My golden hen

She was a prolific layer, and true to her breed laid big chocolate brown eggs. She and Adelita laid more days than not, most of the year. Even at six years old, they were both contributing most of the eggs around here.

Pouffy about hens. Jello, Dobby, Conchita, Adelita, L-to-R.

When Jello died, Conchita became Dobby’s favorite hen. He loved to share birdseed with his hens who were responsible for most of Dobby’s snacktime pouffiness. He liked Conchita because she was naughty, too. Every morning, when I went out with lettuce and a plastic bag of kitchen scraps, as I struggled with the gate and Dobby and all the excitement of a new day, Conchita would leap at that bag of scraps and rip open the bottom, emptying enough out for an appetizer before I could properly distribute it. I still flinch at the gate though it is an orderly and eminently sober greeting these days.

One lucky hen

Then she broke her leg. That’s when she became golden. She had surgery to set and pin the leg.

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After a month in my bathtub, I could recognize her cluck anywhere.

She moved inside to my big Jacuzzi tub, the indoor infirmary. Pain meds, antibiotics, and a cleanup twice a day. It was kinda fun to have her around and I was reluctant to move her back out.

 

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The infirmary, in its intended use.

After the vet check-up when they took off her cast, I reluctantly moved her out to the infirmary so she could visit her flock. She appreciated the fresh air and conversation.

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You’re not fat, Conchita. Don’t worry about it!

She went back to the vet for a second surgery, this time to take out the pin in her leg. Of course, the pain med and antibiotic routine began again.

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She really liked the IKEA abacus.

This time, though, the surgical area around the stitches had to be cleaned and disinfected daily. Back indoors to the bathtub. This time I set her up with some toys. When she started perching up on the toy support at bedtime I knew she was going to be okay. She had broken her leg on August 19, 2017 and six veterinary visits later (including two surgeries), she finally had the stitches removed on October 12, 2017. She owed me some golden eggs.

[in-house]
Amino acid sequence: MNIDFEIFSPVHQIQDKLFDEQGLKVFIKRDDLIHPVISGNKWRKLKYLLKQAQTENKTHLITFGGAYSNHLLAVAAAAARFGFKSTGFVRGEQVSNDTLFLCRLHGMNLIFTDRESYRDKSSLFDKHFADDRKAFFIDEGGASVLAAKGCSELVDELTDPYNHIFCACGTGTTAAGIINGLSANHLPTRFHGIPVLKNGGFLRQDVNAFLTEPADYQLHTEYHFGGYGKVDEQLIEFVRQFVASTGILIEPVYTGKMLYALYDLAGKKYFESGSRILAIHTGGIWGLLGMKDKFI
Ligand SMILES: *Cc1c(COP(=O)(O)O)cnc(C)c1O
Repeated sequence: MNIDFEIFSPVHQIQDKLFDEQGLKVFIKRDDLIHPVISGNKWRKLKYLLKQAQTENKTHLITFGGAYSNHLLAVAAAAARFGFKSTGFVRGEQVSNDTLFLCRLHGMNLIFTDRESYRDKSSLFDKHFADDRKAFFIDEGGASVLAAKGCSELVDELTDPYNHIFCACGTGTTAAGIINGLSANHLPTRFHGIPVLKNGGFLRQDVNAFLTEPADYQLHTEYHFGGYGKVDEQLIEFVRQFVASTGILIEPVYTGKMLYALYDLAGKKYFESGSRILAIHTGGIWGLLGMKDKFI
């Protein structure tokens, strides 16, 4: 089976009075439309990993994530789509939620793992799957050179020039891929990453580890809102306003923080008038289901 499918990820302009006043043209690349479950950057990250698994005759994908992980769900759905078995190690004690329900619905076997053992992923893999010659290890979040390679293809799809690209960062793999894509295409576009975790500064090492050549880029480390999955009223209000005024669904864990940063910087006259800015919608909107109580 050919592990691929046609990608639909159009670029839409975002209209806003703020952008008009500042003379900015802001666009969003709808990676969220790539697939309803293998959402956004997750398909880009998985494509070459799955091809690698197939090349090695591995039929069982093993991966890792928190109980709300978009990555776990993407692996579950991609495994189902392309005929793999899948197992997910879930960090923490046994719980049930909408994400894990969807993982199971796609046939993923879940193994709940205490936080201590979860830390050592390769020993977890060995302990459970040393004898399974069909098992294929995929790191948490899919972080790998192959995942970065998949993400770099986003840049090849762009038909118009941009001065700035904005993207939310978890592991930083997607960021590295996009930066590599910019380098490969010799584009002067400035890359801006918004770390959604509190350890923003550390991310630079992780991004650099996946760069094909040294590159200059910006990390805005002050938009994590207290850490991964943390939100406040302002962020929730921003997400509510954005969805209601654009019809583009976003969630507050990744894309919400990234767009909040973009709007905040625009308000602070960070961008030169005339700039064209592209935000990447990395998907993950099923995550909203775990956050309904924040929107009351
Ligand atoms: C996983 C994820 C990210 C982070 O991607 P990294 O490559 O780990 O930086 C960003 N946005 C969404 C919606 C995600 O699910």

Racing for the Garden Party treats. Conchita is the hen nearest to the camera. Her leg wasn’t quite straight, even after all that surgery.

She lived another year and regained her position as boss hen, gimpy leg and all. She took back her pole position on the night roosts. She laid another hundred eggs, minimum. And she kept jumping.

Conchita’s dust bowl.

When the swimming pool disappeared and the grass started to grow, she kept her favorite dust bath open for business. The eggs kept coming, but recently I noticed that some of the dark chocolate eggs had a subtle indentation in the shell. The eggs were groovy, but not in a good way. I didn’t even know if they were Adelita’s or Conchita’s until I saw my golden hen emerging from a nest with a newly laid, slightly dented egg.

Conchita’s eggs were dented like when you touch a hot chocolate chip cookie right out of the oven.

The day after I buried her, I noticed this egg in the infirmary. She had laid me one last “Thank You!” chocolate-but-not-golden dented egg before she checked out.

Angel’s fabulous blue egg, some dark brown Adelita eggs, tan eggs from Emmy Lou and Frieda, and a couple big old duck eggs underneath them all.

I have taken in three new hens in the past three months. One quickly became the new boss. Emmy Lou is friendly and smart and her takeover was uncontested. The two newer ones are mostly in the bully pen, gradually emerging. Coffee Bean and Angel are wreaking havoc with the roosting and the cackling at dusk is disconcerting. I need to ignore it and let them all work it out, but in fact I’m out there, dinner on the back burner, checking once or twice after they should all be settled for good. Then there is Samantha, who has been here for a year, died last week, but is recovering nicely. Dead as a doornail, I’m not kidding. Sounds like an upcoming daily drama to me.

In Memoriam: Dobby Winnick (Part 3) | Capybara Madness

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Melanie understands so well.

Source: In Memoriam: Dobby Winnick (Part 3) « Capybara Madness

In Memoriam: Dobby Winnick (Part 2) | Capybara Madness